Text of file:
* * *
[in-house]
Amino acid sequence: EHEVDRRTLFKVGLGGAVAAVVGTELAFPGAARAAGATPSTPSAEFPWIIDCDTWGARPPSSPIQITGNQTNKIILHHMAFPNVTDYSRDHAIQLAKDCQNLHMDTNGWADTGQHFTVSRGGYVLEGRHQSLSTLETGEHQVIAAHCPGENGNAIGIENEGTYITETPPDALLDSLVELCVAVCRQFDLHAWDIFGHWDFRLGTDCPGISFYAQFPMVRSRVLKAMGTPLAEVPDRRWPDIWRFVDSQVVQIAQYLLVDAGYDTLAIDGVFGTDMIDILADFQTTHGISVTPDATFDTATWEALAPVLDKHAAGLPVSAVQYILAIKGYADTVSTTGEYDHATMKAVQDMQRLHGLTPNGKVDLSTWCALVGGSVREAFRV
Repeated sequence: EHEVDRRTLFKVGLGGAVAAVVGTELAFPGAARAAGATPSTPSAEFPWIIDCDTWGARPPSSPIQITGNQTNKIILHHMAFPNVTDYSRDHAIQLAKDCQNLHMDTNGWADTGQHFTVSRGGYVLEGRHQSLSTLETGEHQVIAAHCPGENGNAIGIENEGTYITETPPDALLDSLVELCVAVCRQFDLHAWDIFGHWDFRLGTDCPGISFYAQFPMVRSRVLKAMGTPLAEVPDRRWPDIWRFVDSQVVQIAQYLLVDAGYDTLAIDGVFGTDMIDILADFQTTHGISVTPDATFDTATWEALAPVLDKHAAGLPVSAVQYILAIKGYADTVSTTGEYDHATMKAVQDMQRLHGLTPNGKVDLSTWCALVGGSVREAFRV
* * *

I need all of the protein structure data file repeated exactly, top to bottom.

[in-house]
Amino acid sequence: EHEVDRRTLFKVGLGGAVAAVVGTELAFPGAARAAGATPSTPSAEFPWIIDCDTWGARPPSSPIQITGNQTNKIILHHMAFPNVTDYSRDHAIQLAKDCQNLHMDTNGWADTGQHFTVSRGGYVLEGRHQSLSTLETGEHQVIAAHCPGENGNAIGIENEGTYITETPPDALLDSLVELCVAVCRQFDLHAWDIFGHWDFRLGTDCPGISFYAQFPMVRSRVLKAMGTPLAEVPDRRWPDIWRFVDSQVVQIAQYLLVDAGYDTLAIDGVFGTDMIDILADFQTTHGISVTPDATFDTATWEALAPVLDKHAAGLPVSAVQYILAIKGYADTVSTTGEYDHATMKAVQDMQRLHGLTPNGKVDLSTWCALVGGSVREAFRV
Repeated sequence: EHEVDRRTLFKVGLGGAVAAVVGTELAFPGAARAAGATPSTPSAEFPWIIDCDTWGARPPSSPIQITGNQTNKIILHHMAFPNVTDYSRDHAIQLAKDCQNLHMDTNGWADTGQHFTVSRGGYVLEGRHQSLSTLETGEHQVIAAHCPGENGNAIGIENEGTYITETPPDALLDSLVELCVAVCRQFDLHAWDIFGHWDFRLGTDCPGISFYAQFPMVRSRVLKAMGTPLAEVPDRRWPDIWRFVDSQVVQIAQYLLVDAGYDTLAIDGVFGTDMIDILADFQTTHGISVTPDATFDTATWEALAPVLDKHAAGLPVSAVQYILAIKGYADTVSTTGEYDHATMKAVQDMQRLHGLTPNGKVDLSTWCALVGGSVREAFRV